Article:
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Serene sense of space: The Clark’s new Stone Hill Center.

Stone Sublime

The Clark Art Institute’s new conservation center is an aesthetic—and practical—beauty

By Nadine Wasserman

Growing up in Chicago amid the work of such great architects as Daniel Burnham, Louis Sullivan, Frank Lloyd Wright, and Ludwig Mies van der Rohe, I was keenly aware of how architecture influences a locale. Little did I know that later in life I would be living in the shadow of the Empire State Plaza. (Yikes!) But fortunately, the “Bilbao effect” has reached within 50 miles of Capital Region. Not only do we have Frank Gehry’s Richard B. Fisher Center for the Performing Arts at Bard College, but now we also have Tadao Ando’s Stone Hill Center on the campus of the Sterling and Francine Clark Art Institute, which I visited on June 20 for its grand opening preview.

Ando, who was at the preview, has designed buildings all over Japan, but only two others in the United States. He is well known for taking advantage of both natural light and the landscape. Given the beauty of the Berkshires, he was a great choice.

Built into a hill south of the main building, the Stone Hill Center can be reached either by road or by landscaped paths that wind through the woods. Upon first approach, Ando’s virtuosic orchestration of cedar, concrete, glass and steel is readily apparent. Ando is often compared to Louis Kahn and here, as with many of Ando’s projects, the modernist influence is quite evident. Ando explained that he uses materials that give a sense of unity and balance. He is meticulous about details and is keenly aware of such elements as the thinness of a door, the way a grey wash blends with the green outdoors, and the way that natural light affects space.

Clark director Michael Conforti explained that the building is primarily a space for the Williamstown Art Conservation Center, and that it will set the standard for what a conservation space should be. While the conservation areas are physically closed to the public, they are visually exposed by a great expanse of windows along the northern side of the building. Not only does the northern light help conservators with their work, but the windows reveal the intensive behind-the-scenes work that goes on in a conservation lab. There are labs for painting and paper on the top floor, and on the lower level are labs for furniture, objects, and analysis. The lower-level labs, a meeting room, and an office surround a courtyard that has a dramatic rectangular aperture cut out of it for light and for views. The courtyard is triangular and adds an accent to a terrace on the entry level that also affords a mountain view. Besides the terrace and courtyard, there are other public spaces including two galleries, a cafe, and a classroom.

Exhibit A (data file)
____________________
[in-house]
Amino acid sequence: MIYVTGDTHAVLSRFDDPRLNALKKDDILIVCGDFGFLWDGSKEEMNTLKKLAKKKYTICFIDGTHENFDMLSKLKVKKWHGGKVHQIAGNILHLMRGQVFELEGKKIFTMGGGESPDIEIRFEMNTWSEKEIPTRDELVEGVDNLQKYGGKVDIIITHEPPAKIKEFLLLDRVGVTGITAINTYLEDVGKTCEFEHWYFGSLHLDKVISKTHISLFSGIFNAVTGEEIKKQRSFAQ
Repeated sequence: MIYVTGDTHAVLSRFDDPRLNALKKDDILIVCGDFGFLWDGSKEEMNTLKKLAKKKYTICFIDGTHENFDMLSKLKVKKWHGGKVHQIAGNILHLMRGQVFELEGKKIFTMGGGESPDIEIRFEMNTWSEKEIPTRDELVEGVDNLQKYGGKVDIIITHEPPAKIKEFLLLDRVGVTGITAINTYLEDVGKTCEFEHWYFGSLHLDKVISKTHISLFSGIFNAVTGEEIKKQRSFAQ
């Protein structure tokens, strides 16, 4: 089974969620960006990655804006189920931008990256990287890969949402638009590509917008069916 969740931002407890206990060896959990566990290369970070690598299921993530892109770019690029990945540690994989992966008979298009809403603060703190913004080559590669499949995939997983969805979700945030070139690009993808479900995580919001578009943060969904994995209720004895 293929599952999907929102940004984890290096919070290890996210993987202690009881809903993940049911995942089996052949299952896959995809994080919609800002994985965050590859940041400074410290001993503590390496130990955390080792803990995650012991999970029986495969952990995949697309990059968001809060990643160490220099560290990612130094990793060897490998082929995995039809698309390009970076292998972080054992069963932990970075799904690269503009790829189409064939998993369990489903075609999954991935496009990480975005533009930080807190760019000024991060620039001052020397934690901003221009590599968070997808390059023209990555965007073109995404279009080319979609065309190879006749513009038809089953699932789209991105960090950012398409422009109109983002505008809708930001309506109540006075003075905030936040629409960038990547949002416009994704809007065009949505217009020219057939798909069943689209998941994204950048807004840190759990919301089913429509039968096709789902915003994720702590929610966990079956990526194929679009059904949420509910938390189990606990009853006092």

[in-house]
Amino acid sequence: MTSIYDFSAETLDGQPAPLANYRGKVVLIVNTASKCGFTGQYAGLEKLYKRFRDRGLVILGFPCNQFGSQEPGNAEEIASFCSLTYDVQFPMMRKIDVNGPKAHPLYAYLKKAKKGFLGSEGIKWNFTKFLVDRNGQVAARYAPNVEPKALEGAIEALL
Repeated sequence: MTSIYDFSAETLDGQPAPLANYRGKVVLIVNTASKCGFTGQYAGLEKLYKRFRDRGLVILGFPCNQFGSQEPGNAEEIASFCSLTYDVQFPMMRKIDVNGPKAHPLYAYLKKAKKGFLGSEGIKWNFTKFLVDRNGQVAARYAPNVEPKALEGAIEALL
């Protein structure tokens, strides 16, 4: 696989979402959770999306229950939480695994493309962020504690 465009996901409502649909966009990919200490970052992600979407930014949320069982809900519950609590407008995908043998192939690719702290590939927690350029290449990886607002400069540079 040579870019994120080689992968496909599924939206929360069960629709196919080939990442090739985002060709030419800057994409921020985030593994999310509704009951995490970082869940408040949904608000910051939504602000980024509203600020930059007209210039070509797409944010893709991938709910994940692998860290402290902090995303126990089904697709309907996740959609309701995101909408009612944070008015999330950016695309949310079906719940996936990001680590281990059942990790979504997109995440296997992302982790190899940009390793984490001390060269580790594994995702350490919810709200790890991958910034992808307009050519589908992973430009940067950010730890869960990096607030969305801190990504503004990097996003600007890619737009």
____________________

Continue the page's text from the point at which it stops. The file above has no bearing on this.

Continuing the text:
Currently on display in the Stone Hill Center galleries is Homer and Sargent from the Clark. These gallery spaces are intended to give the viewer a more pure experience of the art, but I had a hard time concentrating on the paintings. I was distracted by the amazing architectural spaces. Each gallery has a window that looks out onto a roofed patio. While one window faces west into the woods, the other faces north and affords a perfect view of the contemplative space that is this particular patio. If you veer off the path when approaching the building, you can stand or sit on this terrace. But if you continue along the designated path, you will approach the building from the side and will notice a wall impeding your view of the entrance. According to Ando, this wall functions as a space of serenity. It allows you, once inside of it, to be more aware of the natural space beyond.

The Stone Hill Center is only the first phase of the Clark’s campus enhancement and building expansion program. The plan includes a renovation of the current main building, a visitor center, a reflecting pool, and a space at MASS MoCA. On its own, the Stone Hill Center is a meditation of form, light, simplicity, and harmony, so don’t wait until the rest of the project is complete to see it.

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